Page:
Rep. Bill Pascrell Jr. visits Kearny to announce the award of a $221,000 federal Assistance to Firefighters Grant to the KFD for new turnout gear. He previously helped steer AFG funding to the KFD for new air packs and computer software. And, last July, he helped the KFD get a $1,595,000 federal SAFER grant to pay salaries and benefits for 12 new firefighters for two years.

North Arlington’s Queen of Peace High School, on the brink of closing due to fiscal woes, is saved after a successful fundraising drive that nets more than $1 million. Substantial donations by two 1980 alums – Sabre Corp. head Tom Klein and Hormone Harmony PLCC owner Jeanette Cerna – helped.

Fifty-nine students from the Walker Middle School “graduate” from the Nutley Police Department’s Junior Police Academy, funded by the Nutley Municipal Alliance. The culminating activity was a visit to the USS Intrepid in Manhattan.

Former Kearny Councilman John Leadbeater is sentenced to five years in a federal prison by U.S. District Court Judge Jerome Simandle for conspiracy to commit wire fraud in connection with a multi-million dollar home mortgage fraud involving oversold condominiums in Wildwood and Wildwood Crest.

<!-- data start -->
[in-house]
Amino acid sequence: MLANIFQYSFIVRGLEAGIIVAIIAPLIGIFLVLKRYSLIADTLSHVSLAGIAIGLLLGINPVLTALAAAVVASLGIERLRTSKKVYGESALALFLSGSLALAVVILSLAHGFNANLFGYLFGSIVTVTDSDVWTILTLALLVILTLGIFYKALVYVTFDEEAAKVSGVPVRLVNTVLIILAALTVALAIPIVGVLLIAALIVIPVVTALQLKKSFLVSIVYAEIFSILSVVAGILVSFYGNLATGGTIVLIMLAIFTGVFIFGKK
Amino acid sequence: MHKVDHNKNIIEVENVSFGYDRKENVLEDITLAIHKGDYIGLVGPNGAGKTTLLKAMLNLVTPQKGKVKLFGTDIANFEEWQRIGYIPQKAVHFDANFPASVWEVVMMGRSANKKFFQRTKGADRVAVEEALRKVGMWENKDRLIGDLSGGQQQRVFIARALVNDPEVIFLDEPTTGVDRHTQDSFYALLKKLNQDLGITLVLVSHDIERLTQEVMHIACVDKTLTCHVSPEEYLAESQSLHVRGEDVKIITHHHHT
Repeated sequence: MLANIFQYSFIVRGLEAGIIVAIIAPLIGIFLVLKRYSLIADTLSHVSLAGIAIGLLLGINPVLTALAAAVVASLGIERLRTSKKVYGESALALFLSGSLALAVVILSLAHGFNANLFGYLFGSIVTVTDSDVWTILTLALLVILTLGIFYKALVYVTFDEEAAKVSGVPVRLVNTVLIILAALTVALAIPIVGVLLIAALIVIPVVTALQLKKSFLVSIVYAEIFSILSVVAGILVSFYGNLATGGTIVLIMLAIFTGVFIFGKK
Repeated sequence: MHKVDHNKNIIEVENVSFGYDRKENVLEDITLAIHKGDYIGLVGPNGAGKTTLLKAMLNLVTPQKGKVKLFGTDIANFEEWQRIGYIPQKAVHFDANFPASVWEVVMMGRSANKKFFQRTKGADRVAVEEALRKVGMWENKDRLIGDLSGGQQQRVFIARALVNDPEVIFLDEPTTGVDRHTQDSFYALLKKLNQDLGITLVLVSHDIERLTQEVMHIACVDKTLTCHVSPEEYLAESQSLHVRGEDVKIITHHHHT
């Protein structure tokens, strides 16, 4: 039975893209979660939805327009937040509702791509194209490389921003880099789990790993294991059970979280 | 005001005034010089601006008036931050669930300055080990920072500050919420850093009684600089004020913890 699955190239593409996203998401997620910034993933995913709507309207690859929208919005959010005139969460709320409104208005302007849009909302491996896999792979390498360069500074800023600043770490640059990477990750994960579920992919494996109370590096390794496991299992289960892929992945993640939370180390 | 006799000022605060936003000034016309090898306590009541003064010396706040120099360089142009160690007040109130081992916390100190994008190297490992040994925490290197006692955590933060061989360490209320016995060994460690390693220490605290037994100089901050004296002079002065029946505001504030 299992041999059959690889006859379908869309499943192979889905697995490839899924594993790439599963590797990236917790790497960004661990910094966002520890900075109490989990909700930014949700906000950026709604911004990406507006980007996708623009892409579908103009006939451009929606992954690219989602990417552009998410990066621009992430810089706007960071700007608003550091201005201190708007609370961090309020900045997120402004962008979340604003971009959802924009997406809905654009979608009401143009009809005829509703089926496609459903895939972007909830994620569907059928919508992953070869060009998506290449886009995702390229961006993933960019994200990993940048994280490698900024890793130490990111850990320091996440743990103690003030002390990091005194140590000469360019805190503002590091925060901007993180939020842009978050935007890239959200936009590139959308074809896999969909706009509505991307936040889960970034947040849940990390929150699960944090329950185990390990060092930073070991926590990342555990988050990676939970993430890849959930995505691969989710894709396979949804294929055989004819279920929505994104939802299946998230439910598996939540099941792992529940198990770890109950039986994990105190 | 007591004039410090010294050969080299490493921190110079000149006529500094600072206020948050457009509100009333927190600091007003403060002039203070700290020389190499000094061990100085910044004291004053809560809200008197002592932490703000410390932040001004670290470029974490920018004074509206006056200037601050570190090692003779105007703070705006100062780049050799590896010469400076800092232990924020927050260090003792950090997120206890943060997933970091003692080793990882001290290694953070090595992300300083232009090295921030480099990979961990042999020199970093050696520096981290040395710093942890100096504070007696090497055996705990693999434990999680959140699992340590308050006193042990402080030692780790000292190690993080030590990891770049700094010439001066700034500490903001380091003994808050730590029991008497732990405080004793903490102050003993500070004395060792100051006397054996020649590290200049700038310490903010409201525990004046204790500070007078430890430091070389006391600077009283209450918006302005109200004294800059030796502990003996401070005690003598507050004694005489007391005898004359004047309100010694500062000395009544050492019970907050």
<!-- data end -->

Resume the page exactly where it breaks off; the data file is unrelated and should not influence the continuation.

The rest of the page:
PSE&G begins upgrading five miles of gas lines and mains in Kearny as part of a state-wide program to replace 500 miles of aging gas infrastructure.

Thirteen Bigbelly solar-powered trash containers are installed at key points along the Kearny Ave. retail district. Kearny Health Director Ken Pincus hopes they will supplement his department’s crackdown on weekend litter.

Development continues to change Harrison’s landscape as the former Lombardi Funeral Home on Cleveland Ave. is torn down to make way for three new 2-family homes and a former auto parts shop on Bergen St. is converted to a new Seabra supermarket.

The N.J. Sports & Exposition Authority re-opens the William D. McDowell Observatory in DeKorte Park in Lyndhurst following repairs. It is open to visitors on Wednesday evenings.